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Results mixed for Illinois texting while driving ban

Written by Ankin Law Office

Laws passed in 2014 to curb distracted driving, especially texting while driving, may have helped some, but fatalities and accidents in the Chicago area are still going up, studies show. A University of Illinois safety study showed there were 50 more traffic fatalities in 2015 than the previous year. An analyst said distracted driving was one factor, but added that more vehicles on the road, especially SUVs were also factors in those numbers.

Lawmakers say they are not trying to make more work for car accident lawyers, they feel they need to make the highways safer.

One state lawmaker is calling for tougher penalties, including jail time, for people who cause fatal accidents while driving. State Rep. Robert Martwick introduced legislation calling for texting while driving accidents to become class 2 felonies, as opposed to class 4 felonies as they are now. Currently people get probation or short jail sentences, but Martwick’s legislation would have put them behind bars much longer. He wants to give the penalties more teeth like the DUI laws have. His legislation did not pass in 2015, but he may try again.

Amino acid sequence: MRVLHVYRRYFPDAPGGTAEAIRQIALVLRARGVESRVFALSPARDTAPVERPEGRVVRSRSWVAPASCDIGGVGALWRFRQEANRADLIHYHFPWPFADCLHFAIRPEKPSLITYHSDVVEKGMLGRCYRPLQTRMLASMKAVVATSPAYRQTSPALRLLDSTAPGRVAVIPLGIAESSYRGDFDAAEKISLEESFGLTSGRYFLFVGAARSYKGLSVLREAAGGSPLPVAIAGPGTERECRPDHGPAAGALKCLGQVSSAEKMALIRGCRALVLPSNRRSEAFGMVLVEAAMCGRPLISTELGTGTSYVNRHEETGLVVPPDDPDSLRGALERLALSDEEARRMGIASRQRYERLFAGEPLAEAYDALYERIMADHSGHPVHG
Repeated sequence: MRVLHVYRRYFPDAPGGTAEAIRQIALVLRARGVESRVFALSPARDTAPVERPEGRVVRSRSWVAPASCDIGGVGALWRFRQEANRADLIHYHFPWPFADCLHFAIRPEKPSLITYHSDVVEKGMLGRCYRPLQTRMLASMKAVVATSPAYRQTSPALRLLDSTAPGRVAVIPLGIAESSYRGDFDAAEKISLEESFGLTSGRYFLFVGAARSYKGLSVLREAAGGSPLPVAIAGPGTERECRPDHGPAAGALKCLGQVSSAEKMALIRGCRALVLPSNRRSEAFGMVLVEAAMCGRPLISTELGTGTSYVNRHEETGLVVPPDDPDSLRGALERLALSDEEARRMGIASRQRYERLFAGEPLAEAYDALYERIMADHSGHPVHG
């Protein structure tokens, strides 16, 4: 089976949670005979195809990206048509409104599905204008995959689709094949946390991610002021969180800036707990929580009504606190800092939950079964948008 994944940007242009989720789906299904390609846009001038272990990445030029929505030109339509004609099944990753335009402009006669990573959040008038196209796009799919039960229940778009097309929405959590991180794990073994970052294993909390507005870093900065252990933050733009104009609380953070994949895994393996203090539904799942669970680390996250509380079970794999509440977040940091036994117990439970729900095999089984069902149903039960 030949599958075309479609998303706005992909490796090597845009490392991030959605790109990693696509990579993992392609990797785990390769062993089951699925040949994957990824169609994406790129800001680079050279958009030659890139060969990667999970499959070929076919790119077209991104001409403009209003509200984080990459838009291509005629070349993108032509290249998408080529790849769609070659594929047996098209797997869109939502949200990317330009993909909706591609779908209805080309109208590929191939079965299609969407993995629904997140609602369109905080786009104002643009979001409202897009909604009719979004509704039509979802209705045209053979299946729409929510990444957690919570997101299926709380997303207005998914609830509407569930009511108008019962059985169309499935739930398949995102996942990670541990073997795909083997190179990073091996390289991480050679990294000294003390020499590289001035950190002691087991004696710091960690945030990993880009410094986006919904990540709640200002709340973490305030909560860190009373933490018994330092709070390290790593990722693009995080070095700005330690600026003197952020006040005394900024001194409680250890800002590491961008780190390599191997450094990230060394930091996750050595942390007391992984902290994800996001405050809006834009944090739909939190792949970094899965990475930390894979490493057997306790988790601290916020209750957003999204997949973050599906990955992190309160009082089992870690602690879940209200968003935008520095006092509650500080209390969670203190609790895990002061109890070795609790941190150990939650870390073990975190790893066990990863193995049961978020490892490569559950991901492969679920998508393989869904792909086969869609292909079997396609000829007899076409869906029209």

Car insurance lawyers are now representing more plaintiffs injured because of distracted driving – such as texting or cell phone use. Marwtick’s legislation is trying to curb the accidents and injuries.

Though law was passed in 2014 requiring people to use hands-free communication,  the fines for using a cell phone while driving were between $75 and $150, even for repeat offenders. The law did consolidate the state’s distracted driving laws making them consistent across the state, according to one car accident lawyer.

Under current law anyone under the age of 18 is prohibited from using any communication device even with hands free technology. People over 18 are required to use hands free technology, and all text messaging while driving is banned.

The Illinois State Police safety brochure says a person is 400 times more likely to get in an accident while using a cell phone, and 23 times more likely to have a crash while texting.

Public health officials, as well as law enforcement groups, are trying to educate people on the risks involved in driving while texting, or while using a cell phone. The Illinois state police says there are 1.6 million accidents across the nation each year where distraction, or drivers being inattentive, contributed to the accident. The distractions are keep car accident lawyers busy.

Categories: Auto Accidents